Stephen Matterson: On "This is Just to Say"

The poem, cast in the form of a note left on the refrigerator, sounds found. As with the found poem, the lack of a mediating voice leaves the reader with a wide range of potential meanings. Oddly, although this much-anthologized poem is firmly in the canon of twentieth-century poetry, there is no general agreement as to its theme. Any thematic interpretation is made self-consciously and somewhat uncertainly. As with the found poem, Williams's poem allows the reader a wide range of possibilities. He or she is free to decide whether it is "about" temptation, a re-enactment of the fall, or the triumph of the physical over the spiritual. Each reader is left free to construct a poem, and the reader becomes the owner of the resulting poem.

For example, I might suggest three possible readings. The poem could be concerned with the uselessness or self-entrapment of sexual desire, comparable to "Th'expense of spirit in a waste of shame." There's the potential Oedipal reading, with the boy thwarted in an attempt to comprehend his origin; to learn of it from his mother. Or there's the reading that would suggest self-referentiality; it is the poem itself that "means nothing."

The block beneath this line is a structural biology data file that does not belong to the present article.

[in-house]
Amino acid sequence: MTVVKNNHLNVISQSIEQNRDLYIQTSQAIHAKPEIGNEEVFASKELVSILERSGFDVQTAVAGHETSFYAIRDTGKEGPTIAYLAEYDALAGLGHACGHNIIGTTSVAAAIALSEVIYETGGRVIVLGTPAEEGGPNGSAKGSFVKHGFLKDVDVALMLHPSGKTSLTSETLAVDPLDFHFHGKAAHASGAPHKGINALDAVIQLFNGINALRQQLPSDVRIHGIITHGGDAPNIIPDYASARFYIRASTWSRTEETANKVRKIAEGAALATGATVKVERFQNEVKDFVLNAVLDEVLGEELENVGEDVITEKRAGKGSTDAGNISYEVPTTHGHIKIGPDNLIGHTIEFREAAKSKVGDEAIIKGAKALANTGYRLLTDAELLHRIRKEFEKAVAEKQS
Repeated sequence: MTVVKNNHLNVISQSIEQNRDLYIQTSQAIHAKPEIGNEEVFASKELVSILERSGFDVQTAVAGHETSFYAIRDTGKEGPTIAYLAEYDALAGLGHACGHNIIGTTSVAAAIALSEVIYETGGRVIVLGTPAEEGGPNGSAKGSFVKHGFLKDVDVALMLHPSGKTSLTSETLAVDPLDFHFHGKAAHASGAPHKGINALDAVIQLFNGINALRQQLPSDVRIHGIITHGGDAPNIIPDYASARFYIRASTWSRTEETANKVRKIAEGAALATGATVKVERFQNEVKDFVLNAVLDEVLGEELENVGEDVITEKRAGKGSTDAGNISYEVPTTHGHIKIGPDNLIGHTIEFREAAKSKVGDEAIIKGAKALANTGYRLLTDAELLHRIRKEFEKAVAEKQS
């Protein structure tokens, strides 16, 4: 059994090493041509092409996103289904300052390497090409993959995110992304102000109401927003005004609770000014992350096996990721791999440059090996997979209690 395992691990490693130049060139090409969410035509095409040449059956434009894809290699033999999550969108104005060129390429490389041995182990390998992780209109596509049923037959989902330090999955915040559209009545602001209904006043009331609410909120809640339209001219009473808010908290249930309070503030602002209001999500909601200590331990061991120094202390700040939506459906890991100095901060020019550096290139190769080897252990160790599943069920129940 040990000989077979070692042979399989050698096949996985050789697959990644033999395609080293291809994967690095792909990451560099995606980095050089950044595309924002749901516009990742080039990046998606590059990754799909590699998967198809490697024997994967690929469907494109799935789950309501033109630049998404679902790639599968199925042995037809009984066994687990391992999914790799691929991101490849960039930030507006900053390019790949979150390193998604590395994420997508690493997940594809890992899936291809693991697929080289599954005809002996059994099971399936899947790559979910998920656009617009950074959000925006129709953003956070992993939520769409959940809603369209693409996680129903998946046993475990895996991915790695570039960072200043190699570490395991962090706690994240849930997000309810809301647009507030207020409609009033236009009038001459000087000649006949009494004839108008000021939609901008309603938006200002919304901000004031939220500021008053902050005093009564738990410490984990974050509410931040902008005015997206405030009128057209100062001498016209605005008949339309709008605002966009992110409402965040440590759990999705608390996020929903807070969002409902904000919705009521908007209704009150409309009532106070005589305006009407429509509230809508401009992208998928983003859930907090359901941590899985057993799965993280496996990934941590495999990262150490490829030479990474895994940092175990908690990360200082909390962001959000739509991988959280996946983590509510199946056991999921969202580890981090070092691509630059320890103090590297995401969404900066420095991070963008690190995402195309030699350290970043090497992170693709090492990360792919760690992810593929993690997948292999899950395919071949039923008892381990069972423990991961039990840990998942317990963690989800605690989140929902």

From World, Self, Poem: Essays on Contemporary Poetry from the "Jubilation of Poets." Ed. Leonard M. Trawick. Copyright © 1990 by The Kent State University Press.


Title Stephen Matterson: On "This is Just to Say" Type of Content Criticism
Criticism Author Stephen Matterson Criticism Target William Carlos Williams
Criticism Type Poet Originally Posted 19 Oct 2015
Publication Status Excerpted Criticism Publication No Data
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